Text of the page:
I have 1000 ether (at 50 USD each, which is a total of 50,000 USD) and I borrow 1000 ether more. Now I am at 2000 Ether in total. Can someone explain the rest. In a profit/loss calculation?
Please and thank you.
submitted by golden-china to ethtrader [link] [comments]

I paid $1000 for an Adam Khoo investing course so you don't have to! (Summarized in post)

Lesson one is "stock basics" summarized: (2 videos) for every buyer there's a seller, for every seller there's a buyer, fear and greed drives prices, what fundamental analysis means, what technical analysis means.
lesson 2 is ETFs summarized: (video 1) Bull markets are opportunities, bear markets are bigger opportunity's, Bear markets never last, always followed by bull market. (video 2) The market is volatile in the short term in the long term it always goes up, what an ETF is, different types of ETF indexes. (video 3) Expands on the different types of ETFs (bonds, commodities etc). (video 3) A 35min video on dollar cost averaging lol. (Video 5) summarizing the last 4 videos.
Lesson 3 is Steps to investing summarized: (video 1) A good business increases value over time, a valuable business has higher sales, earnings and cashflow. (video 2) invest in businesses that are undervalued or fairly valued, stocks trade below its value because investors have negative perception of the company
lesson 4 Financials summarized (all 4 videos) where to find financials, how to use a website (Morning Star) to screen stocks, how good is the company at making money, Look for companies that have growing revenue, check growth profit margin and net profit margin of company compared to industry.
Lesson 5 Stock Valuation summarized (2 videos) go here: https://tradebrains.in/dcf-calculato and look at what the calculator is asking for, go to Morning Star find the needed numbers that are required, bam you got the intrinsic vale.
Lesson 6 Technical Analysis summarized: (all 4 videos) What are candles sticks, what do they mean, support and ceilings, consolidation levels.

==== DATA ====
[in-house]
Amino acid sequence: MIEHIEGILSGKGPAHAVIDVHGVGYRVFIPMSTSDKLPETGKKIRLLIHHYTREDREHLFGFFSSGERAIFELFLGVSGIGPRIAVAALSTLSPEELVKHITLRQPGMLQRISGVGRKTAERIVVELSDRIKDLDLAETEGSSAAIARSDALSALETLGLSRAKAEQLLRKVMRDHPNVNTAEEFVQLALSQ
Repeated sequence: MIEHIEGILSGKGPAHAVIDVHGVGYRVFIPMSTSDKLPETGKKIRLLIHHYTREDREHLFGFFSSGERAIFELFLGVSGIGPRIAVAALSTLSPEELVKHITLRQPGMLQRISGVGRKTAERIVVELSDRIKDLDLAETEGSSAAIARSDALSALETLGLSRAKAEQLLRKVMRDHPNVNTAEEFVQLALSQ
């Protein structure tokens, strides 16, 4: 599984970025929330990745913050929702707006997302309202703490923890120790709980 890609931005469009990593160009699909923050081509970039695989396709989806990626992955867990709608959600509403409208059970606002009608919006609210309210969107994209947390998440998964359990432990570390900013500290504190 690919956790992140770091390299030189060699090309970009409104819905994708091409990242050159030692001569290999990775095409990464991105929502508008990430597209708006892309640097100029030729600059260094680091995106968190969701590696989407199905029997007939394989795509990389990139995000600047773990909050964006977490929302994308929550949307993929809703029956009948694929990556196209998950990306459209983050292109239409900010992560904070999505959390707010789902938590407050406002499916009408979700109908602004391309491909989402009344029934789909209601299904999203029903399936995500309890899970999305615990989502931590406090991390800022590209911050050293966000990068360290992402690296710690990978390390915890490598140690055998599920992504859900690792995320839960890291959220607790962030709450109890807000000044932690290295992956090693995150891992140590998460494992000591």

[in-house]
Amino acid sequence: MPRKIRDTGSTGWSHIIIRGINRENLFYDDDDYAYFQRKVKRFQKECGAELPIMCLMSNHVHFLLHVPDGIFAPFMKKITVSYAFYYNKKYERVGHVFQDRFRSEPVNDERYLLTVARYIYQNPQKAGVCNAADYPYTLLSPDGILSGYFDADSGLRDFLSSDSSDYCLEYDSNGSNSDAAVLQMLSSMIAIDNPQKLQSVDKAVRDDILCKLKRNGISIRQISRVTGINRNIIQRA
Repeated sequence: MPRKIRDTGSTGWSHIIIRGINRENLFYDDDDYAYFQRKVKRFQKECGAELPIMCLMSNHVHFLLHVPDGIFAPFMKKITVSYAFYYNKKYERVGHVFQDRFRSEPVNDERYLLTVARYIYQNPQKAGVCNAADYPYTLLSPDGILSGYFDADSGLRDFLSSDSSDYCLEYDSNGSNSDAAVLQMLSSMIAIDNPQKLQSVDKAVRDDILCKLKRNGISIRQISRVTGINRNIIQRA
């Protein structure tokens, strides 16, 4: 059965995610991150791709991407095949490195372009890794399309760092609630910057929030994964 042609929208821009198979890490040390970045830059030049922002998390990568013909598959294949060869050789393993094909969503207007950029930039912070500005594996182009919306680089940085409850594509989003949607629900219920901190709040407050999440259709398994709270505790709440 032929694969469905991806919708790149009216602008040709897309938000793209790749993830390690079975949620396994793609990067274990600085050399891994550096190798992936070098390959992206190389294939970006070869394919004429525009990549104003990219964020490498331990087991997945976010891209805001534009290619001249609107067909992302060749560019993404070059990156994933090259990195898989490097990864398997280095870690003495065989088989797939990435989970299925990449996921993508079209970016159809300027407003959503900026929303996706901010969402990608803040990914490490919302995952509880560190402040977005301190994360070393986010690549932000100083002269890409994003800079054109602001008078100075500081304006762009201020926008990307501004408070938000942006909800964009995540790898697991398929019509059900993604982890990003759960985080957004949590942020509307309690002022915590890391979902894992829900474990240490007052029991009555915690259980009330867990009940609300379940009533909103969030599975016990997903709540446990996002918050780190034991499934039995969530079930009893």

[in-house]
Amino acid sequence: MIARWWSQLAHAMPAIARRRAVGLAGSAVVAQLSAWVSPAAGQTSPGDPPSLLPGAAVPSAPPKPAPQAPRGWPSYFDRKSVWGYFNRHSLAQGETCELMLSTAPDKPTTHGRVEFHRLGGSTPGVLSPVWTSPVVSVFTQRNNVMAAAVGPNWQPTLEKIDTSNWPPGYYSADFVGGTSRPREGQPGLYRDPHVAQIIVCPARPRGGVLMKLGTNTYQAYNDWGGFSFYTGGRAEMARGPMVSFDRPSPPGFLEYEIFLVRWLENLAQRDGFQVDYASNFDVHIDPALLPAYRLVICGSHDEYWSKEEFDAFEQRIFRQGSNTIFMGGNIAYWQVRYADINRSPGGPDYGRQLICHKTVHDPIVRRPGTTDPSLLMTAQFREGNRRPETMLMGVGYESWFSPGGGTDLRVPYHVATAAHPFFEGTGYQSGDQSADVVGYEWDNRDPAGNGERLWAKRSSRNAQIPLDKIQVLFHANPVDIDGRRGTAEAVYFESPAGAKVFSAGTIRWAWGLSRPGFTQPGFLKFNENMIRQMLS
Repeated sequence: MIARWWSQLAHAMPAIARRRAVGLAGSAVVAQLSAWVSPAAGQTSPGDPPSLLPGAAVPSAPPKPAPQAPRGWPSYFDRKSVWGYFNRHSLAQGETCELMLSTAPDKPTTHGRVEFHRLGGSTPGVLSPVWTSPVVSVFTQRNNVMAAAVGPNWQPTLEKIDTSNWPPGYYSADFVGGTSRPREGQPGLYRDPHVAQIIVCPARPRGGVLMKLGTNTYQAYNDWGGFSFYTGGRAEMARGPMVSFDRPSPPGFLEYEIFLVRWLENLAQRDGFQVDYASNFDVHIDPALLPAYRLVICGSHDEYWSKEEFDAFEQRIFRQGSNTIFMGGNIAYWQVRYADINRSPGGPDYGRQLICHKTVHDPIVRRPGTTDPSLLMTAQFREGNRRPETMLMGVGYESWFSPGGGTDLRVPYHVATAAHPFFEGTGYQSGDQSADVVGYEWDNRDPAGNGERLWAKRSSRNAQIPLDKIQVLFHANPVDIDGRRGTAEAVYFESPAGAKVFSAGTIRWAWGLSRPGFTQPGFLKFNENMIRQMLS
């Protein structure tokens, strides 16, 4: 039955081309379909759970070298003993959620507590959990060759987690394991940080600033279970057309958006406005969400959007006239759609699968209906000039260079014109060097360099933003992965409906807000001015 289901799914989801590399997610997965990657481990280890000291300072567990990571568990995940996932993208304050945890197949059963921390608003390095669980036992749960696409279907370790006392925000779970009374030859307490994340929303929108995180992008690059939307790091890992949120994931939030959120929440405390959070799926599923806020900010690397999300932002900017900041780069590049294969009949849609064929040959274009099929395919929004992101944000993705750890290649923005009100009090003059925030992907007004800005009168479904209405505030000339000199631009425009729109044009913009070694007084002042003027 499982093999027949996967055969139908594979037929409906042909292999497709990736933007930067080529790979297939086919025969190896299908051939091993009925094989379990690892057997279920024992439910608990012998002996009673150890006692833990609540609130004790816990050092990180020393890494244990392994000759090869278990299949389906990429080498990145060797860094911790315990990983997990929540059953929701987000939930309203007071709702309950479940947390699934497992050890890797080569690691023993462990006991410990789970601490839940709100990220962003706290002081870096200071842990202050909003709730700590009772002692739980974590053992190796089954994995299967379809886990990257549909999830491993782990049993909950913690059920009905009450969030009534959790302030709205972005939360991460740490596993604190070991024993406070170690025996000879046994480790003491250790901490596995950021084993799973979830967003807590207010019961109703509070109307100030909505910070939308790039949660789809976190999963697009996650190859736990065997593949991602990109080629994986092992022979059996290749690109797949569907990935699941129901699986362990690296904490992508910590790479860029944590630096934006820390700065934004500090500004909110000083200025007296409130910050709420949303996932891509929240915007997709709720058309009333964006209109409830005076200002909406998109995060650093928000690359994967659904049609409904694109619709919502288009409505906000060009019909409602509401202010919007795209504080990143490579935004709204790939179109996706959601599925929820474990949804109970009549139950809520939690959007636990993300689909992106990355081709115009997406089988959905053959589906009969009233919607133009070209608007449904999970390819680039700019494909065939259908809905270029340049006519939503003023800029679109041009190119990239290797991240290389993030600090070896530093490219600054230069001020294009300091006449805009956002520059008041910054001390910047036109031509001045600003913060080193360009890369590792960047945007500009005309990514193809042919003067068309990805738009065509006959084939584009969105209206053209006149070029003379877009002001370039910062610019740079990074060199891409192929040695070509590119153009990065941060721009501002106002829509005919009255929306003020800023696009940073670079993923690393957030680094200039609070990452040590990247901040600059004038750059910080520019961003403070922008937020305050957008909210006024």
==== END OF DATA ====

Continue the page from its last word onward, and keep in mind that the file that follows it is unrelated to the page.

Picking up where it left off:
Lesson 7 The 7 step formula summarized: (3 videos) See what I wrote in lesson 3 and lesson 5.
lesson 8 Winning portfolio summarized summarized: (video 1) Diversify, keep portfolio balanced, different sectors (video 2) More sectors, Dividends (video 3) More on sectors, more on dividends, what are different stock caps (large cap, small cap etc)
Lesson 9 finding opportunities summarized: (video 1) see lesson 3, (video 2) creating a watch list,monitor news, company announcements, stock price, financials
Lesson 10 psychology of success summarized: (2 videos) basically: common sense.
Lesson 11 Finding a broker summarized: (1 video) look at fees and commissions, see minimum deposit, check margin rates, make sure it has a good trading platform.
I just saved you 18 hours and $1000.
submitted by swagbasket34 to investing [link] [comments]

Does anyone has a very helpful guide on how Kraken calculates all of the numbers related to margin trading. I know I sound foolish but I studied Business and economics but I need some explanation

submitted by VLADIMIROVIC_L to Bitcoin [link] [comments]

Does anyone has a very helpful guide on how Kraken calculates all of the numbers related to margin trading. I know I sound foolish but I studied Business and economics but I need some explanation /r/Bitcoin

Does anyone has a very helpful guide on how Kraken calculates all of the numbers related to margin trading. I know I sound foolish but I studied Business and economics but I need some explanation /Bitcoin submitted by BitcoinAllBot to BitcoinAll [link] [comments]

How to calculate the amount of margin for a trade?

submitted by KiaraFinnan to Forex [link] [comments]

Former investment bank FX trader: some thoughts

Former investment bank FX trader: some thoughts
Hi guys,
I have been using reddit for years in my personal life (not trading!) and wanted to give something back in an area where i am an expert.